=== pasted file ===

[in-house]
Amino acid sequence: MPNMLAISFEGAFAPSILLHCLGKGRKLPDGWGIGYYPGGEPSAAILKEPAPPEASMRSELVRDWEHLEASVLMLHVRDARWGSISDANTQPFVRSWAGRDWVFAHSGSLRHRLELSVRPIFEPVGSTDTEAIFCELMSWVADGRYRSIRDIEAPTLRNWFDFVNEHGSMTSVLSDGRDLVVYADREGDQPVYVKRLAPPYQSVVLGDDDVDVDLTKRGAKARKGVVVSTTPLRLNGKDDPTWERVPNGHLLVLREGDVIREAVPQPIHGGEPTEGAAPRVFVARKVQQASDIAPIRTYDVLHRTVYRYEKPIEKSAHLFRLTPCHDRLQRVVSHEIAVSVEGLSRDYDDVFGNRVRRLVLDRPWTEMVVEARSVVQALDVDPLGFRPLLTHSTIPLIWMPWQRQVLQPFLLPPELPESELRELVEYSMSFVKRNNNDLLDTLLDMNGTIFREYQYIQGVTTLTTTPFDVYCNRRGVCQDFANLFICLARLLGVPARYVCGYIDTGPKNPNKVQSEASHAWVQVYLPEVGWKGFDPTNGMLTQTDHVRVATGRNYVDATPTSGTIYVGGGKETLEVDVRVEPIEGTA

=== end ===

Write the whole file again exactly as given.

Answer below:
[in-house]
Amino acid sequence: MPNMLAISFEGAFAPSILLHCLGKGRKLPDGWGIGYYPGGEPSAAILKEPAPPEASMRSELVRDWEHLEASVLMLHVRDARWGSISDANTQPFVRSWAGRDWVFAHSGSLRHRLELSVRPIFEPVGSTDTEAIFCELMSWVADGRYRSIRDIEAPTLRNWFDFVNEHGSMTSVLSDGRDLVVYADREGDQPVYVKRLAPPYQSVVLGDDDVDVDLTKRGAKARKGVVVSTTPLRLNGKDDPTWERVPNGHLLVLREGDVIREAVPQPIHGGEPTEGAAPRVFVARKVQQASDIAPIRTYDVLHRTVYRYEKPIEKSAHLFRLTPCHDRLQRVVSHEIAVSVEGLSRDYDDVFGNRVRRLVLDRPWTEMVVEARSVVQALDVDPLGFRPLLTHSTIPLIWMPWQRQVLQPFLLPPELPESELRELVEYSMSFVKRNNNDLLDTLLDMNGTIFREYQYIQGVTTLTTTPFDVYCNRRGVCQDFANLFICLARLLGVPARYVCGYIDTGPKNPNKVQSEASHAWVQVYLPEVGWKGFDPTNGMLTQTDHVRVATGRNYVDATPTSGTIYVGGGKETLEVDVRVEPIEGTA